The Australian dollar is up against the US dollar on Monday.

A risk-on move across stock and bond markets helped usher the Aussie dollar higher on Monday, building on its recovery from decade-lows.

The US dollar has been treated as a haven asset in times of uncertainty and so with sentiment improved has turned lower on Monday.

AUD/USD was higher by 98 pips (+1.68%) to 0.6050 with a daily range of 0.6008 to 0.6120 as of 6pm GMT.

The currency pair rebuilt from a sub 0.60 position to just shy of 0.61 throughout the day. Last week the exchange rate lost -2.76%.

Australian dollar rises, ignoring wild oil fluctuations

The “flattening curve” of new coronavirus infections across both Australia and Europe has been a key ingredient to the move higher in risk assets on Monday. Various governments suggested the middle of April would be a time to consider cutting back on the economy-harming stay home restrictions.

Wild fluctuations in the price of oil continued but were detached from broader risk sentiment. Crude oil prices swooned 10% before rebounding to cut the losses in half on news an emergency OPEC meeting had been rescheduled from Monday to Thursday.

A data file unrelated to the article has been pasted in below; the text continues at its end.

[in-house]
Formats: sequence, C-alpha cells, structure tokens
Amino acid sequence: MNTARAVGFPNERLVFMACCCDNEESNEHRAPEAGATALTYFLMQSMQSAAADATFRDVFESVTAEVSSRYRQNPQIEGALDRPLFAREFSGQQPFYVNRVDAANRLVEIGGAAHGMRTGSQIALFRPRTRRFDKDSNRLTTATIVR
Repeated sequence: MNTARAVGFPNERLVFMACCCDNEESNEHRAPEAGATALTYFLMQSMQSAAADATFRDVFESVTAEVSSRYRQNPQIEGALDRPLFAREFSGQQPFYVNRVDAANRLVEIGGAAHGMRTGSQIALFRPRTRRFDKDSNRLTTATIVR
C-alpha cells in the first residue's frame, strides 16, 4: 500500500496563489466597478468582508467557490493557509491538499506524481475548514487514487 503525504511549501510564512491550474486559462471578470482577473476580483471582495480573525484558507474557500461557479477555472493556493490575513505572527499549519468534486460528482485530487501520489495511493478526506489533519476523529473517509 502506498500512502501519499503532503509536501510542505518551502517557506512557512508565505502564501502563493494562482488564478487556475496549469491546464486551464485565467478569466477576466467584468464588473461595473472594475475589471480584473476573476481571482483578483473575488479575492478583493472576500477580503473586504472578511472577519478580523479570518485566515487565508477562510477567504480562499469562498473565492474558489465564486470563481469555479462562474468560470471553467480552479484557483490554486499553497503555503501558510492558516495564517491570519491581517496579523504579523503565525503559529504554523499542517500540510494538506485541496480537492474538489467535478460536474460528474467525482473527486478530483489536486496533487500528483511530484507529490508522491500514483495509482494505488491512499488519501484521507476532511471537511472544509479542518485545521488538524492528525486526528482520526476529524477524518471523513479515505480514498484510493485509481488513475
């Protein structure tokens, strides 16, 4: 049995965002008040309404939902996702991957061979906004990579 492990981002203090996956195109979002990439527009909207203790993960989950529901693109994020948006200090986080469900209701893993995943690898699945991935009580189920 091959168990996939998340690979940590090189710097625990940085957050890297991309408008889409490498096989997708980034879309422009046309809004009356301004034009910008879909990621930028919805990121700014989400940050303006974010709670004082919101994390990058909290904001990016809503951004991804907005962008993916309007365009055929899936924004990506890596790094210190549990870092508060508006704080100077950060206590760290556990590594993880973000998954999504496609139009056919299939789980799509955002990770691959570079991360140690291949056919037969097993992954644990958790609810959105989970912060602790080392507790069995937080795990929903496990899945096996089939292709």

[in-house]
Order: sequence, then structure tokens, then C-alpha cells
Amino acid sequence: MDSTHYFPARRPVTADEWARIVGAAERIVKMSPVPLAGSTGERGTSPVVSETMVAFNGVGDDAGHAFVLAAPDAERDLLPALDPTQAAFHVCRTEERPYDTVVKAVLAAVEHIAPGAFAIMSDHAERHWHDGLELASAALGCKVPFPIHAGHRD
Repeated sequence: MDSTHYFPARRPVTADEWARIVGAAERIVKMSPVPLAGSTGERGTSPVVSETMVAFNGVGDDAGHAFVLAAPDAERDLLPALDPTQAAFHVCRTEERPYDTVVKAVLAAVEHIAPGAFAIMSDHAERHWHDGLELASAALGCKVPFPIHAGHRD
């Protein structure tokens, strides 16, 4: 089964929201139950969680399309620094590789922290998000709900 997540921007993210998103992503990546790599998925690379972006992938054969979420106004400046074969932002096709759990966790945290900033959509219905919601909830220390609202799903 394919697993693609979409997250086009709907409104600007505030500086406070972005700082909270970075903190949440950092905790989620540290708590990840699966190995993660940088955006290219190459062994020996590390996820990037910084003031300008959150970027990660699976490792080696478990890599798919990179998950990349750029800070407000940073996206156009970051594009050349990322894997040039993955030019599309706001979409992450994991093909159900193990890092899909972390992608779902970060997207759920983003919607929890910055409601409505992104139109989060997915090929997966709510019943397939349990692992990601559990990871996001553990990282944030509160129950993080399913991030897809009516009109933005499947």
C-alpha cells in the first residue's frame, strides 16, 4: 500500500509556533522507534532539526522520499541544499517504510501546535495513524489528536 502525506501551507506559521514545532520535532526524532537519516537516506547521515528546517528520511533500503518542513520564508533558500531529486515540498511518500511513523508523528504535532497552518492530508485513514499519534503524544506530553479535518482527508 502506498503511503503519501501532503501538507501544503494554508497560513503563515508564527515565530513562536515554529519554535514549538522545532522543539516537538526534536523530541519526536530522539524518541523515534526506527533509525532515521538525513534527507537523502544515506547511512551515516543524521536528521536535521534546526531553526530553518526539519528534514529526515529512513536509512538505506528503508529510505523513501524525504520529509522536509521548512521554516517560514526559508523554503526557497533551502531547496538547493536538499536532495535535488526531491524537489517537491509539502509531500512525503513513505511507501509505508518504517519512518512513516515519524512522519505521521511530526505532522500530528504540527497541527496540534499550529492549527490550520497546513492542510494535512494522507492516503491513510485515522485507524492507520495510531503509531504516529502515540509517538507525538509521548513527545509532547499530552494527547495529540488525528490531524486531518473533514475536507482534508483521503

Last week the Australian government increased efforts to stabilise the economic impact from the coronavirus with new welfare initiatives and a program of “hibernating” businesses that have been forced to close with payments to workers and cheap bank loans.

US dollar pulls back as markets push higher

 CFTC data from last week offered some proof that the enduring strength in the US dollar is not a symptom of speculative positioning, but rather investors seeking liquidity in the form of dollars. The data showed hedged funds were not betting on a higher dollar. The USA has now taken centre stage for where the coronavirus could do most damage, keeping away speculators.

The US dollar closed mostly higher last week, getting a final boost on Friday when a huge jump in American unemployment saw investors seek the safety of cash in US dollars. Over 700,000 Americans lost their job in by far the worst month for the US labour market in over 100 months.